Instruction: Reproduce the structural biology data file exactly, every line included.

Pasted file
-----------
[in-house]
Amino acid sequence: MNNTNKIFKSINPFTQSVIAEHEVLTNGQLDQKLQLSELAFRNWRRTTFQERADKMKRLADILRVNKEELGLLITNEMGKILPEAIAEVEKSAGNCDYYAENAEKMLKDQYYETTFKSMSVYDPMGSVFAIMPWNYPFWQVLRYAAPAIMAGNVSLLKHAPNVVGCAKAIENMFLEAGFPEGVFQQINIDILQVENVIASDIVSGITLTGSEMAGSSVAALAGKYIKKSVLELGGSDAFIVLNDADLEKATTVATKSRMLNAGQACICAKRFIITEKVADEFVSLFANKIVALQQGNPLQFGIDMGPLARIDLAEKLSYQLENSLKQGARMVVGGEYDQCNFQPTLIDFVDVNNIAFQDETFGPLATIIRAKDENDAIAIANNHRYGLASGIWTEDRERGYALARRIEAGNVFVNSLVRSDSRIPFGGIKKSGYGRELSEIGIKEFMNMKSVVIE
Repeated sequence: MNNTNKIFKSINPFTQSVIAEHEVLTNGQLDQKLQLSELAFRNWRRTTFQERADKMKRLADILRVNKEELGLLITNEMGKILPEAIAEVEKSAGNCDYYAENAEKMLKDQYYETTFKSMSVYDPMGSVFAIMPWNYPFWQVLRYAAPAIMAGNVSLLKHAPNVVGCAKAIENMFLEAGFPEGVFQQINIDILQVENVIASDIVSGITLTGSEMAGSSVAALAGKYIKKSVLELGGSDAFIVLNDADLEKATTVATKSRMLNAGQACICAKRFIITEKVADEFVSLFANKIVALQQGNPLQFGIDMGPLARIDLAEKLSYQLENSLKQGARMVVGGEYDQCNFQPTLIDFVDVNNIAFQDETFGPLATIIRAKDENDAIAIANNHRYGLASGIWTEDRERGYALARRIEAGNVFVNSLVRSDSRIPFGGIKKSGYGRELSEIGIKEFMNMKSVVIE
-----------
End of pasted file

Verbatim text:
[in-house]
Amino acid sequence: MNNTNKIFKSINPFTQSVIAEHEVLTNGQLDQKLQLSELAFRNWRRTTFQERADKMKRLADILRVNKEELGLLITNEMGKILPEAIAEVEKSAGNCDYYAENAEKMLKDQYYETTFKSMSVYDPMGSVFAIMPWNYPFWQVLRYAAPAIMAGNVSLLKHAPNVVGCAKAIENMFLEAGFPEGVFQQINIDILQVENVIASDIVSGITLTGSEMAGSSVAALAGKYIKKSVLELGGSDAFIVLNDADLEKATTVATKSRMLNAGQACICAKRFIITEKVADEFVSLFANKIVALQQGNPLQFGIDMGPLARIDLAEKLSYQLENSLKQGARMVVGGEYDQCNFQPTLIDFVDVNNIAFQDETFGPLATIIRAKDENDAIAIANNHRYGLASGIWTEDRERGYALARRIEAGNVFVNSLVRSDSRIPFGGIKKSGYGRELSEIGIKEFMNMKSVVIE
Repeated sequence: MNNTNKIFKSINPFTQSVIAEHEVLTNGQLDQKLQLSELAFRNWRRTTFQERADKMKRLADILRVNKEELGLLITNEMGKILPEAIAEVEKSAGNCDYYAENAEKMLKDQYYETTFKSMSVYDPMGSVFAIMPWNYPFWQVLRYAAPAIMAGNVSLLKHAPNVVGCAKAIENMFLEAGFPEGVFQQINIDILQVENVIASDIVSGITLTGSEMAGSSVAALAGKYIKKSVLELGGSDAFIVLNDADLEKATTVATKSRMLNAGQACICAKRFIITEKVADEFVSLFANKIVALQQGNPLQFGIDMGPLARIDLAEKLSYQLENSLKQGARMVVGGEYDQCNFQPTLIDFVDVNNIAFQDETFGPLATIIRAKDENDAIAIANNHRYGLASGIWTEDRERGYALARRIEAGNVFVNSLVRSDSRIPFGGIKKSGYGRELSEIGIKEFMNMKSVVIE